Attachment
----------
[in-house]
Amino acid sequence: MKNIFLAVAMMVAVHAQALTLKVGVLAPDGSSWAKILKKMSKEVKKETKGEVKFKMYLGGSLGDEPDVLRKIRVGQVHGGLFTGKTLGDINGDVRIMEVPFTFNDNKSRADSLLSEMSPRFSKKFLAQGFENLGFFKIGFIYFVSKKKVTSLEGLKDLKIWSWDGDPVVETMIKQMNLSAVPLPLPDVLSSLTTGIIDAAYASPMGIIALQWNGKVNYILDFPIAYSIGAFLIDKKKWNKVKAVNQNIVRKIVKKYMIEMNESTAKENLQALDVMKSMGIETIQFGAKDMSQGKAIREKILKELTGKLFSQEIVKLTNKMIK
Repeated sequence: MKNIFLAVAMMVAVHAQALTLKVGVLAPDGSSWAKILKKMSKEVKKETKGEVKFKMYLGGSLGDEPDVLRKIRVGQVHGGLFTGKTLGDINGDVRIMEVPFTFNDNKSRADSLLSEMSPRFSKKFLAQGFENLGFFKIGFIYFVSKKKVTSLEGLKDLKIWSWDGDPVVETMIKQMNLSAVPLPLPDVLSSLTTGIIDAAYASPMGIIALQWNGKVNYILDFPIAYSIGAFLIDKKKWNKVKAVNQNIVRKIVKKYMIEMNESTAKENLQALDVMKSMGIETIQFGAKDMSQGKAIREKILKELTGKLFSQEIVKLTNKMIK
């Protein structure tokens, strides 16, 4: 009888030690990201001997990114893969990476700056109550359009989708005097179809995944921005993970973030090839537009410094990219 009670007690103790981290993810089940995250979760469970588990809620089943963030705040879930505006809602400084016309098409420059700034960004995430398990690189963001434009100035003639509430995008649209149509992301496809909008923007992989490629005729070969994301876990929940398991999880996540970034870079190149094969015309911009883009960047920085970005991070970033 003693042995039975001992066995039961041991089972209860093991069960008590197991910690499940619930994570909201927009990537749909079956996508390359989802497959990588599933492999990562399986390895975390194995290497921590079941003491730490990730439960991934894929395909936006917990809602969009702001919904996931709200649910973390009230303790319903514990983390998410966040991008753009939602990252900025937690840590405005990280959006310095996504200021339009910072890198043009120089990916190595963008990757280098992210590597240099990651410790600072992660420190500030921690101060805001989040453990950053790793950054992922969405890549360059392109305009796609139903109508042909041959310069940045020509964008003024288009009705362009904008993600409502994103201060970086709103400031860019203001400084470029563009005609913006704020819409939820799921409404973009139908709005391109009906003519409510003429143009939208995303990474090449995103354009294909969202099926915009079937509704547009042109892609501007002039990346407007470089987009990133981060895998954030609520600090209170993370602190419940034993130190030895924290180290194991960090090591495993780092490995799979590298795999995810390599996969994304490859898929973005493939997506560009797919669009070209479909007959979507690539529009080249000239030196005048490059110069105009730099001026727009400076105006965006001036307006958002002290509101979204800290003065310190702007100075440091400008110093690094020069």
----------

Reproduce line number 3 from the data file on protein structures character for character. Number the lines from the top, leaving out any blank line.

Repeated sequence: MKNIFLAVAMMVAVHAQALTLKVGVLAPDGSSWAKILKKMSKEVKKETKGEVKFKMYLGGSLGDEPDVLRKIRVGQVHGGLFTGKTLGDINGDVRIMEVPFTFNDNKSRADSLLSEMSPRFSKKFLAQGFENLGFFKIGFIYFVSKKKVTSLEGLKDLKIWSWDGDPVVETMIKQMNLSAVPLPLPDVLSSLTTGIIDAAYASPMGIIALQWNGKVNYILDFPIAYSIGAFLIDKKKWNKVKAVNQNIVRKIVKKYMIEMNESTAKENLQALDVMKSMGIETIQFGAKDMSQGKAIREKILKELTGKLFSQEIVKLTNKMIK